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Log Houses Of The World

The Gold Hill House

For Caroline and David Ashley, the purchase in 1990 of 155 acres of high-mountain land in the minuscule town of Gold Hill in Boulder County, Colorado, was the first in a series of steps towards realizing their dream of the ultimate log house for their young family. Firmly determined to raise their children in a small village, they had been looking for a house in Gold Hill, population 210, for many months before luck finally struck them. Land is seldom put up for sale in this unique little place, the site of the first major discovery of gold during the 1859 Colorado Gold Rush. Now that the Ashleys owned what may be the most picturesque plot of land, not just in Gold Hill but in the entire region, David, an architect and engineer, went about planning the house’s design. On every level – architectural design, choice of material, and log construction – he resolved that it would be a personal and finely crafted expression.

In addition to his professional training, David Ashley brought an unmistakable edge to the process of shaping Ashley House. The son of Bernard and Laura Ashley of the venerable apparel and home furnishings company, he had grown up surrounded by good design. His family’s rustic East Cottage at the Kent-Surrey border and later, more elaborate homes in Wales and France, would in many respects serve as Laura Ashley’s ultimate showrooms, each exemplifying an expression of her calculated design decisions. In the later houses, complemented by hard and soft furnishings produced under the Laura Ashley name, were pieces of his mother’s highly pedigreed (and at one time unparalleled) collection of antique furnishings, many of which date to the early days of England’s Arts and Crafts Movement. Some of these personalized design environments would end up serving as official images of the company brand, either in the capsule form as the design and decorations of its many retail boutiques around the world, or as models of good taste in the how-to decorating books published under the Laura Ashley name.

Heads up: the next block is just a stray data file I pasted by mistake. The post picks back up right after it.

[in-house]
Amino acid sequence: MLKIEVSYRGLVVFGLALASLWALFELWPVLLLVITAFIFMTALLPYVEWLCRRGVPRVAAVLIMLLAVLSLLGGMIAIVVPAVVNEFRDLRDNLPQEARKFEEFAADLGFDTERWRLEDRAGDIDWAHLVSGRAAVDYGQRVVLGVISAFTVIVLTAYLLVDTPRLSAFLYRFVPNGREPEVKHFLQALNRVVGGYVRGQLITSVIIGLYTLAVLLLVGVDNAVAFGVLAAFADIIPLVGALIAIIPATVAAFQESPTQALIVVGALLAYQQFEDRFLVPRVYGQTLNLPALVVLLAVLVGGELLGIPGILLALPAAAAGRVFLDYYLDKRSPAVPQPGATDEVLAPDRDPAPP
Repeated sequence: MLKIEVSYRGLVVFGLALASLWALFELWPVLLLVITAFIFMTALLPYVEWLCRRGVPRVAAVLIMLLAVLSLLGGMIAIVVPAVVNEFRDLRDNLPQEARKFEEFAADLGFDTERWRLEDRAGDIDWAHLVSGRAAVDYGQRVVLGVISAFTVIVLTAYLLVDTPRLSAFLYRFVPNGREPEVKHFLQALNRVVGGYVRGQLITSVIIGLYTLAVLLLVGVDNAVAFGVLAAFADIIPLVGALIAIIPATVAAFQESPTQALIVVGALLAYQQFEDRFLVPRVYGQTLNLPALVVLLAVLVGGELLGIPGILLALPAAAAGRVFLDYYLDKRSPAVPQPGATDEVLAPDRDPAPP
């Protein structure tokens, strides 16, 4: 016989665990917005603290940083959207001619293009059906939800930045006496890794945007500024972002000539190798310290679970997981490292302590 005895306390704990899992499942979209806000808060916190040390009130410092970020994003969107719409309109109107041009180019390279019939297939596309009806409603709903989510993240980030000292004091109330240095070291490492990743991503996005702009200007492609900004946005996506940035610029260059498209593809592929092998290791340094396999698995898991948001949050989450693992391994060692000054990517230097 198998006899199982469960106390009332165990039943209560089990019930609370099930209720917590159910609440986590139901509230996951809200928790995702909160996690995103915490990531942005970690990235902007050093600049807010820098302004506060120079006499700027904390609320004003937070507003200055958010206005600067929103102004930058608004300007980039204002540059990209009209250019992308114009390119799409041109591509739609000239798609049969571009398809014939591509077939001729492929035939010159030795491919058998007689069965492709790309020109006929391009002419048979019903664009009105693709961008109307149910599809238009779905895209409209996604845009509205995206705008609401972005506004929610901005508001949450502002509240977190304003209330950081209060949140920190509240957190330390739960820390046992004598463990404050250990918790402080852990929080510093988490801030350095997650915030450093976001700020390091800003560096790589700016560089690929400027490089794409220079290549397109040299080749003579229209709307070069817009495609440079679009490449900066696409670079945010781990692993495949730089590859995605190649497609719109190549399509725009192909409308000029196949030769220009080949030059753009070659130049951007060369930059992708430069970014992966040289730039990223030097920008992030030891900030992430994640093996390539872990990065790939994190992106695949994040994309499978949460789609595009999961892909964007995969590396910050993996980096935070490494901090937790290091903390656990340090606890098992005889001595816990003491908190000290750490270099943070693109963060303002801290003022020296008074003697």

After completing his degree in engineering and then in architecture, David went to work as an architect and designer for the family business. Eventually, as senior vice president of Laura Ashley Inc., he would oversee the design and construction of some 150 Laura Ashley retail shops across the United States, Canada, and Japan. The experience would all play into his work on the big log house at Gold Hill.

Gold Hill is an exceptional American town in that it appears to have survived the last century with its nineteenth-century innocence intact. A number of its earliest buildings, each dating to the late 1800s and composed primarily of logs in a rough Rocky Mountain vernacular, still stand. There is not a single paved street in town.

Out beyond the town center, among the thick pines that surround the site on which the Ashley House now stands, it is common to receive wind gusts of up to 100 miles per hour and enough snowfall to make the terrain impassable. As a place for a year-round home, it is not without its formidable challenges, yet the hurdles placed before the Ashleys by nature appeared minute by comparison to such rewards as the riveting panoramic vistas of the Indian Peaks Wilderness and the Continental Divide, each view obtained from a vantage point situated 8,300 feet closer to the heavens. And so the Ashleys began.